7. Dr. El Baradei who was head of the IAEA when the Parchin and the “Alleged Studies” (now known as PMD) file first surfaced had reservations about the quality of the intel involved, stating: “The IAEA is not making any judgment at all whether Iran even had weaponisation studies before  because there is a major question of authenticity of the documents.” [emphasis added]
To sum up: the most important place to take swipe samples would be on the inside of the building(s) of interest. Construction and paving work outside or the locations of parked vehicles is not of great intrinsic importance, absent other information.
One hopes that the IAEA is indeed targeting the correct building(s) now so that a positive or negative swipe result from inside the building(s) will settle the case quickly and definitively. Incidentally, a negative result would not mean that Iran managed to sanitize the site because the most important sampling would be done indoors where it is almost impossible to get rid of evidence of nuclear materials use.
I’m getting around to this a little bit late this year. My apologies for that. The ABA Journal’s request for nominations can be found here.
If a few of you readers wouldn’t mind to nominate ACL, I’d be grateful. I know it’s not a big deal in the broad scheme of things, but it’s been a really nice validation of our work on the blog the past two years to be included on the list.
NOMINATIONS ARE DUE BY AUGUST 16! SO PLEASE NOMINATE TODAY.
Thanks in advance to everyone who takes the time.
[Cross-posted from The Trench]
Since that fateful year of 2001, when the Ad Hoc Group (AHG) negotiations on a legally binding protocol to strengthen the Biological and Toxin Weapons Convention (BTWC) collapsed and the 5th Review Conference failed following an attempt by the Bush Administration to terminate the AHG mandate, states parties have been trying to develop useful activities to keep the ailing treaty alive.
A lot of what has been going on since then I would qualify as Beschäftigungstherapie—you know, engaging in games, energising dexterity and developing practical skills to strengthen and motivate an ailing patient. It worked to a large extent. But like any treatment continuing for too long, its efficacy dwindles and the patient begins to question why he has to go to yet another session.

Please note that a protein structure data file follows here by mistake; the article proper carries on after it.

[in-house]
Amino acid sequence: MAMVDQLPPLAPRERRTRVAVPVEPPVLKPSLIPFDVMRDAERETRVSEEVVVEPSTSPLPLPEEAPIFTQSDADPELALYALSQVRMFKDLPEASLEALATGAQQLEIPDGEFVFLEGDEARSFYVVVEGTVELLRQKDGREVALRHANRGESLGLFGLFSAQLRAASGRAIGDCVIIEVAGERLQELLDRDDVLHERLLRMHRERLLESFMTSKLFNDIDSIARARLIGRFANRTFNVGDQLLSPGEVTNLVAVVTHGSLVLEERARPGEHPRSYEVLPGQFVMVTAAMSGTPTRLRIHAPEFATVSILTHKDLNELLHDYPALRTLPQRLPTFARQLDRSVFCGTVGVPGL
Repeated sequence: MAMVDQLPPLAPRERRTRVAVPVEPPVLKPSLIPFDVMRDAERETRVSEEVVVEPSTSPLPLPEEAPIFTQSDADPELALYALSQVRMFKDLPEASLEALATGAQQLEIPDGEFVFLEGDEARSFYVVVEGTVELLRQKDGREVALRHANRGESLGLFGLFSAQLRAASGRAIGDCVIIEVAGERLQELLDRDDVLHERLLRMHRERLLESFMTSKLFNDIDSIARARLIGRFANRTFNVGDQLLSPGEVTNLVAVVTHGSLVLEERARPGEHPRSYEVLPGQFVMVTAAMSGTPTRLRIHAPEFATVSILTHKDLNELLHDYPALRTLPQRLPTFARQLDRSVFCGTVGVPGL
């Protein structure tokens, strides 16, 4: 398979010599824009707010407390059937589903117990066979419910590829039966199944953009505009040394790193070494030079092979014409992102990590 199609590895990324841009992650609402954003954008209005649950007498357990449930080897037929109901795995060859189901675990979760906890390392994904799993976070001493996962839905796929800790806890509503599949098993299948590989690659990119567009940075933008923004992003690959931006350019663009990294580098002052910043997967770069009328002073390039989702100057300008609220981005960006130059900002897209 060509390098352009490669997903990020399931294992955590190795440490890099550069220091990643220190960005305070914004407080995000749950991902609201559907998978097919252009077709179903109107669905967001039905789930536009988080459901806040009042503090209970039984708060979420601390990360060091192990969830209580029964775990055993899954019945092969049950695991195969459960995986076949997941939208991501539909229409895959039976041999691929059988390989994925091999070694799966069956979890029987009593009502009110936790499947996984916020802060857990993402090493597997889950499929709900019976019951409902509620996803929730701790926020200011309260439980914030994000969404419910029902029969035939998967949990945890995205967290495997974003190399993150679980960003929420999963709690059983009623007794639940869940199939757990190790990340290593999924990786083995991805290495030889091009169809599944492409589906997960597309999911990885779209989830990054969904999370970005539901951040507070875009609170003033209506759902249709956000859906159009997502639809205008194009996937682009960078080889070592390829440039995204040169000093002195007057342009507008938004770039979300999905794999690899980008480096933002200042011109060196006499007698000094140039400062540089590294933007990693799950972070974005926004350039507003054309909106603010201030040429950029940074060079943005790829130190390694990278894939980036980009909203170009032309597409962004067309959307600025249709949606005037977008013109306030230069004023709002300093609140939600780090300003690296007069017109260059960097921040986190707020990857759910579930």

And then there are moments when inspired creativity flickers. Moments when one senses that some tangible, meaningful progress could be made. Such a moment occurred on 7 August, when the BTWC Implementation Support Unit (ISU) and the UN Institute for Disarmament Research (UNIDIR) organised a one-day workshop on ‘Implications and lessons learned from the Ebola virus disease outbreak for the Biological Weapons Convention’ at the Palais des Nations in Geneva. The theme was closely linked to the item of Article VII of the BTWC on the agenda of next week’s Meeting of Experts. A packed room, overwhelmingly from missions to the UN, joined in the discussions. The event was structured around a research project run by the US Departments of State and Health and Human Services. Investigators are looking into how the recent experiences with the Ebola epidemic in West Africa have challenged existing understanding of international assistance and how such assistance might be affected if the outbreak had been determined to be a biological weapon (BW) attack. The researchers will present their report at the December Meeting of States Parties (MSP).
Based on close analysis of events in West Africa and the evolving mobilisation of international assistance, the researchers designed a scenario around an Ebola epidemic caused by non-state actors. Outbreak characteristics included the impossibility to link the virus strain epidemiologically to earlier cases and the location of some of the affected people in areas not under government control. Furthermore, in the opening stages the deliberate nature of the outbreak was not entirely clear. The researchers sent the scenario to government officials, intergovernmental and other international or non-governmental organisations (NGOs) involved with health or assistance and relief, financial donors and other concerned parties. The survey yielded preliminary results regarding the opportunities and issues for NGOs, safety and security of medical staff, command and control, and confusion about the involvement of militaries or peacekeepers.